All stakeholders are invited to provide comments on the document, which can be downloaded online and then marked up with Word’s “Track Changes” function and sent to program director Stephanie Stubbs.

 

Winners announced for ASHRAE student design competition

For American Society of Heating, Refrigeration, and Air-conditioning Engineers (ASHRAE’s) student design competition, a team from Montana State University took first in “Integrated Sustainable Building Design.” Image courtesy ASHRAE

For American Society of Heating, Refrigeration, and Air-conditioning Engineers (ASHRAE’s) student design competition, a team from Montana State University took first in “Integrated Sustainable Building Design.” Image courtesy ASHRAE

The American Society of Heating, Refrigeration, and Air-conditioning Engineers (ASHRAE’s) student design competition challenged participants to envision a two-story research and design development facility. Winners were named in three categories.

First place in “HVAC Design Calculations” went to a team from the University of Central Florida (Orlando) that created a high-efficiency mechanical system with long lifecycle, and excellent indoor air quality (IAQ), while maintaining cost effectiveness. It selected variable refrigerant flow (VRF) systems with simultaneous heating and cooling and dedicated outdoor air systems (DOAS) with energy recovery. Other equipment included air valves for lab areas and high efficiency particulate absorption (HEPA) filters and exhaust fans to eliminate contamination.

Top spot in “HVAC System Selection” was awarded to a team from Kansas State University (Manhattan) that selected a ground source heat pump (GSHP) system where water is pumped through vertical piping in the ground, providing a heat source and heat sink for the heat pumps. The main water loop serves the heat pumps and DOAS allowing heat transfer between spaces to maximize energy efficiency. An unusual addition to the system was incorporation of a wall of vegetation created by attaching plants that do not require soil to a mesh grid. Given the building is used for research and design, the exhaust and ventilation rates are significant and consume large amounts of energy. Ten small bio-walls are used to decrease energy consumption for the entire building by decreasing the required ventilation in the office spaces.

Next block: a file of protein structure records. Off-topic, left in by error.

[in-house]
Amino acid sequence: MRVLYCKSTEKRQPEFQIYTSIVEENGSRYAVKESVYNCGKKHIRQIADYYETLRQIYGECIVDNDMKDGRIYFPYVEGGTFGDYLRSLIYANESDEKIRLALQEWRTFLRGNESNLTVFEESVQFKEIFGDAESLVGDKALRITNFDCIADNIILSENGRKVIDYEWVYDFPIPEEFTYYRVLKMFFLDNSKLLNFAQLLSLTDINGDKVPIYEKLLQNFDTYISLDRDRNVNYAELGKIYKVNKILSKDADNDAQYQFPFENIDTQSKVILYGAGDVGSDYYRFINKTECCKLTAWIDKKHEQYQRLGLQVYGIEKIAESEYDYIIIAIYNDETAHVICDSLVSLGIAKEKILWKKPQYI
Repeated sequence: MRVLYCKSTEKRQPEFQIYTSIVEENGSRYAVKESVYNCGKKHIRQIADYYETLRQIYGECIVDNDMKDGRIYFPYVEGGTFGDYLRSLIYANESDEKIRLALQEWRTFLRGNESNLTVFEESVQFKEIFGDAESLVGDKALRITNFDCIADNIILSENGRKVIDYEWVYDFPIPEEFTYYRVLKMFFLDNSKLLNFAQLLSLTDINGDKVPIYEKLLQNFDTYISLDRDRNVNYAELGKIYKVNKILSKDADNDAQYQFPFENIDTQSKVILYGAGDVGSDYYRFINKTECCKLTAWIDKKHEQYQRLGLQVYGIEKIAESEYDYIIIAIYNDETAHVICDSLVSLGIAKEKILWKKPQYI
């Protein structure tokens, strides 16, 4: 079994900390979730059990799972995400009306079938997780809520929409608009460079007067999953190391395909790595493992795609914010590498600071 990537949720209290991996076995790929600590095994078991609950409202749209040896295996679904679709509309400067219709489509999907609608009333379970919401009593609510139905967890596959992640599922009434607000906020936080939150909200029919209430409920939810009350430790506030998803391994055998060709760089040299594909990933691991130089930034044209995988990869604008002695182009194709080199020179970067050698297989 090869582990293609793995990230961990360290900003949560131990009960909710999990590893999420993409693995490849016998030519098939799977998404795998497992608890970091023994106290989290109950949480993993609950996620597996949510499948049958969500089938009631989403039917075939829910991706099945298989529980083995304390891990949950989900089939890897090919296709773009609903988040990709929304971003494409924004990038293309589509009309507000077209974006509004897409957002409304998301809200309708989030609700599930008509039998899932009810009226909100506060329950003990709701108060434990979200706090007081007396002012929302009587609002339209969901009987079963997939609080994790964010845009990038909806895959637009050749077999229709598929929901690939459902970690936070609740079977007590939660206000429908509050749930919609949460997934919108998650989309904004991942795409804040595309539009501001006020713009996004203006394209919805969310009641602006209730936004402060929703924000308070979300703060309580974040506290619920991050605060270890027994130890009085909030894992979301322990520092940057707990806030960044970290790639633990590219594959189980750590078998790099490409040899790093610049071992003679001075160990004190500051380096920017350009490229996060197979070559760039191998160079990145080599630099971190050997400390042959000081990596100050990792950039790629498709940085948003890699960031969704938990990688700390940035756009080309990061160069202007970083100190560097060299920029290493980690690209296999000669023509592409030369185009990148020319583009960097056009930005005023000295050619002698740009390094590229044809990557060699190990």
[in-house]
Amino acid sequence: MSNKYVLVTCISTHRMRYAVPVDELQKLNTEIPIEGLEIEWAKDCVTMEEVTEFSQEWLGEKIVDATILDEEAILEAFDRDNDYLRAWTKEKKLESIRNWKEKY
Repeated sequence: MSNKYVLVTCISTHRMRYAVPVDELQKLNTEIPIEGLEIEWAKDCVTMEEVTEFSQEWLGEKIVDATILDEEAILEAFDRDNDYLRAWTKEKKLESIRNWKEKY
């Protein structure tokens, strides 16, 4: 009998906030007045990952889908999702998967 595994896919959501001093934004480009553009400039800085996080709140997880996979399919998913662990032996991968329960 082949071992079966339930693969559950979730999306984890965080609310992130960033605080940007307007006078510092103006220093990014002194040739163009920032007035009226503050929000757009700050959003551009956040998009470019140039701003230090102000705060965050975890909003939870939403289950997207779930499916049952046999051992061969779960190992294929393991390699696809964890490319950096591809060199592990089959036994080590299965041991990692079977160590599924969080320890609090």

First place in “Integrated Sustainable Building Design” was claimed by a team from Montana State University (Bozeman). For the HVAC systems, these students implemented multiple systems with high efficiencies, using the nearby river as a heat exchanger. The main system—a VRF—is more expensive upfront, but cost-effective and energy-saving throughout the life of the building. Fresh air was pre-conditioned by a heat recovery ventilation unit that exchanges energy with exhaust air leaving the building. This recovers energy while improving air quality. Fresh air is vented directly into the fan coil units in the VRF spaces, first mixing and then distributing throughout the rooms. Fresh air for the computer server and research and design spaces is ducted into the heat pumps and blown into the rooms directly. Acoustic and filtration specifications were addressed through appropriate noise dampening and filtration products.

The projects will be shared at the 2015 ASHRAE Winter Conference, held from January 24 to 28 at the Palmer House Hilton in Chicago.